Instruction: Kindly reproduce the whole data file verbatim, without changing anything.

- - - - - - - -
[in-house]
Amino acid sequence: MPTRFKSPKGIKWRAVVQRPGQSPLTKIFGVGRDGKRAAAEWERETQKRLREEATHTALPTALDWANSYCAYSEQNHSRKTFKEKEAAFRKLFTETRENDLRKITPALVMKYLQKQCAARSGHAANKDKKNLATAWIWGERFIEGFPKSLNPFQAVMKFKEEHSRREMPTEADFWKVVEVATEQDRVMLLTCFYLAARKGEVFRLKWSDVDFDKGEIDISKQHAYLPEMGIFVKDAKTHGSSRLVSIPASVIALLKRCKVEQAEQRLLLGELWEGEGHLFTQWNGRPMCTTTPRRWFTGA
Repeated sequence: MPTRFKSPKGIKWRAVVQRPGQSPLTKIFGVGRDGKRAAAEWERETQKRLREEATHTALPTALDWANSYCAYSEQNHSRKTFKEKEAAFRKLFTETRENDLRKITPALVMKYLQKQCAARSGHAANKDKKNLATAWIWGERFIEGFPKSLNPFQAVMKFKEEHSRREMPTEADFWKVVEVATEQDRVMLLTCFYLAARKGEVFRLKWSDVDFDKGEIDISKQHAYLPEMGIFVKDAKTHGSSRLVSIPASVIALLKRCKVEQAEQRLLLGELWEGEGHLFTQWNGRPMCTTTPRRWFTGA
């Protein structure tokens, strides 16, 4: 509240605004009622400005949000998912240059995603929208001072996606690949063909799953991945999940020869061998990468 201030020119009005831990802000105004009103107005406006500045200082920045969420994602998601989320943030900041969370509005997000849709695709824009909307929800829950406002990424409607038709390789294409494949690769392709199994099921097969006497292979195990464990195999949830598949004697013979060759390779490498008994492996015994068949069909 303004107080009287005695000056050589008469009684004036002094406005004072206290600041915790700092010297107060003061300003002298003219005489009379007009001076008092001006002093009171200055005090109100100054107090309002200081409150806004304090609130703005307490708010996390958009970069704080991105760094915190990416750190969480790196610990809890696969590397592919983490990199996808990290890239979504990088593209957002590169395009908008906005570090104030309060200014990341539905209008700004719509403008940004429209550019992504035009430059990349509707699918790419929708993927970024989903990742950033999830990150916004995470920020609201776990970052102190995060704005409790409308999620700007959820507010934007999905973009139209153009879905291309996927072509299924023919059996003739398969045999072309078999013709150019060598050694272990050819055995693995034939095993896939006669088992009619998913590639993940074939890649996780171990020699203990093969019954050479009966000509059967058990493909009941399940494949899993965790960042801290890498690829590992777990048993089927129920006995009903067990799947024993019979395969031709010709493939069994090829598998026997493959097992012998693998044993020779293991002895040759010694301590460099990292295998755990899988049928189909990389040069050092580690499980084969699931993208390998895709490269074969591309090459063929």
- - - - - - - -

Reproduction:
[in-house]
Amino acid sequence: MPTRFKSPKGIKWRAVVQRPGQSPLTKIFGVGRDGKRAAAEWERETQKRLREEATHTALPTALDWANSYCAYSEQNHSRKTFKEKEAAFRKLFTETRENDLRKITPALVMKYLQKQCAARSGHAANKDKKNLATAWIWGERFIEGFPKSLNPFQAVMKFKEEHSRREMPTEADFWKVVEVATEQDRVMLLTCFYLAARKGEVFRLKWSDVDFDKGEIDISKQHAYLPEMGIFVKDAKTHGSSRLVSIPASVIALLKRCKVEQAEQRLLLGELWEGEGHLFTQWNGRPMCTTTPRRWFTGA
Repeated sequence: MPTRFKSPKGIKWRAVVQRPGQSPLTKIFGVGRDGKRAAAEWERETQKRLREEATHTALPTALDWANSYCAYSEQNHSRKTFKEKEAAFRKLFTETRENDLRKITPALVMKYLQKQCAARSGHAANKDKKNLATAWIWGERFIEGFPKSLNPFQAVMKFKEEHSRREMPTEADFWKVVEVATEQDRVMLLTCFYLAARKGEVFRLKWSDVDFDKGEIDISKQHAYLPEMGIFVKDAKTHGSSRLVSIPASVIALLKRCKVEQAEQRLLLGELWEGEGHLFTQWNGRPMCTTTPRRWFTGA
């Protein structure tokens, strides 16, 4: 509240605004009622400005949000998912240059995603929208001072996606690949063909799953991945999940020869061998990468 201030020119009005831990802000105004009103107005406006500045200082920045969420994602998601989320943030900041969370509005997000849709695709824009909307929800829950406002990424409607038709390789294409494949690769392709199994099921097969006497292979195990464990195999949830598949004697013979060759390779490498008994492996015994068949069909 303004107080009287005695000056050589008469009684004036002094406005004072206290600041915790700092010297107060003061300003002298003219005489009379007009001076008092001006002093009171200055005090109100100054107090309002200081409150806004304090609130703005307490708010996390958009970069704080991105760094915190990416750190969480790196610990809890696969590397592919983490990199996808990290890239979504990088593209957002590169395009908008906005570090104030309060200014990341539905209008700004719509403008940004429209550019992504035009430059990349509707699918790419929708993927970024989903990742950033999830990150916004995470920020609201776990970052102190995060704005409790409308999620700007959820507010934007999905973009139209153009879905291309996927072509299924023919059996003739398969045999072309078999013709150019060598050694272990050819055995693995034939095993896939006669088992009619998913590639993940074939890649996780171990020699203990093969019954050479009966000509059967058990493909009941399940494949899993965790960042801290890498690829590992777990048993089927129920006995009903067990799947024993019979395969031709010709493939069994090829598998026997493959097992012998693998044993020779293991002895040759010694301590460099990292295998755990899988049928189909990389040069050092580690499980084969699931993208390998895709490269074969591309090459063929």